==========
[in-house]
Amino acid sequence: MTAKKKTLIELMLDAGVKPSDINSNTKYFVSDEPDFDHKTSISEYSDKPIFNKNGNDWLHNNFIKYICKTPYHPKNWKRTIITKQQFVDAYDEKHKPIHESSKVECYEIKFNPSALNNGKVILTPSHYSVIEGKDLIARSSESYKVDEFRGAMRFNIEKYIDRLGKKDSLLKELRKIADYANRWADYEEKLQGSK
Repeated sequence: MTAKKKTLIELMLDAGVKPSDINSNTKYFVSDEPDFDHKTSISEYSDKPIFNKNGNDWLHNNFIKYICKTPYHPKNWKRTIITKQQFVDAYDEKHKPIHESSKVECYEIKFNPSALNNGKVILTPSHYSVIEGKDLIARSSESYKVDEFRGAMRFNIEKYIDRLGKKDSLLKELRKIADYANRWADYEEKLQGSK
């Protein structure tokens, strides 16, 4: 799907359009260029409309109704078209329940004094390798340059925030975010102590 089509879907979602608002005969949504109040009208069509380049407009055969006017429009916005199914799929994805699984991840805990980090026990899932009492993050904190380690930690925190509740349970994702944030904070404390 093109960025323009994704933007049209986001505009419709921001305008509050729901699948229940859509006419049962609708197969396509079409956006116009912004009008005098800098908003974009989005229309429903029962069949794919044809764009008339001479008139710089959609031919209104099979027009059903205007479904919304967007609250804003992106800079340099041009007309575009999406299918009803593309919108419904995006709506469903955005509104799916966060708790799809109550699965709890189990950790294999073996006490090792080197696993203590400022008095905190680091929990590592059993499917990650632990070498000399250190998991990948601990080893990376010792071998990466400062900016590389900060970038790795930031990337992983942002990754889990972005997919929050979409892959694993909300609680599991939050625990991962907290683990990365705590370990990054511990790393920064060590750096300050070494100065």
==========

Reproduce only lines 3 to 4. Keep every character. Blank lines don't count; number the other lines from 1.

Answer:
Repeated sequence: MTAKKKTLIELMLDAGVKPSDINSNTKYFVSDEPDFDHKTSISEYSDKPIFNKNGNDWLHNNFIKYICKTPYHPKNWKRTIITKQQFVDAYDEKHKPIHESSKVECYEIKFNPSALNNGKVILTPSHYSVIEGKDLIARSSESYKVDEFRGAMRFNIEKYIDRLGKKDSLLKELRKIADYANRWADYEEKLQGSK
């Protein structure tokens, strides 16, 4: 799907359009260029409309109704078209329940004094390798340059925030975010102590 089509879907979602608002005969949504109040009208069509380049407009055969006017429009916005199914799929994805699984991840805990980090026990899932009492993050904190380690930690925190509740349970994702944030904070404390 093109960025323009994704933007049209986001505009419709921001305008509050729901699948229940859509006419049962609708197969396509079409956006116009912004009008005098800098908003974009989005229309429903029962069949794919044809764009008339001479008139710089959609031919209104099979027009059903205007479904919304967007609250804003992106800079340099041009007309575009999406299918009803593309919108419904995006709506469903955005509104799916966060708790799809109550699965709890189990950790294999073996006490090792080197696993203590400022008095905190680091929990590592059993499917990650632990070498000399250190998991990948601990080893990376010792071998990466400062900016590389900060970038790795930031990337992983942002990754889990972005997919929050979409892959694993909300609680599991939050625990991962907290683990990365705590370990990054511990790393920064060590750096300050070494100065």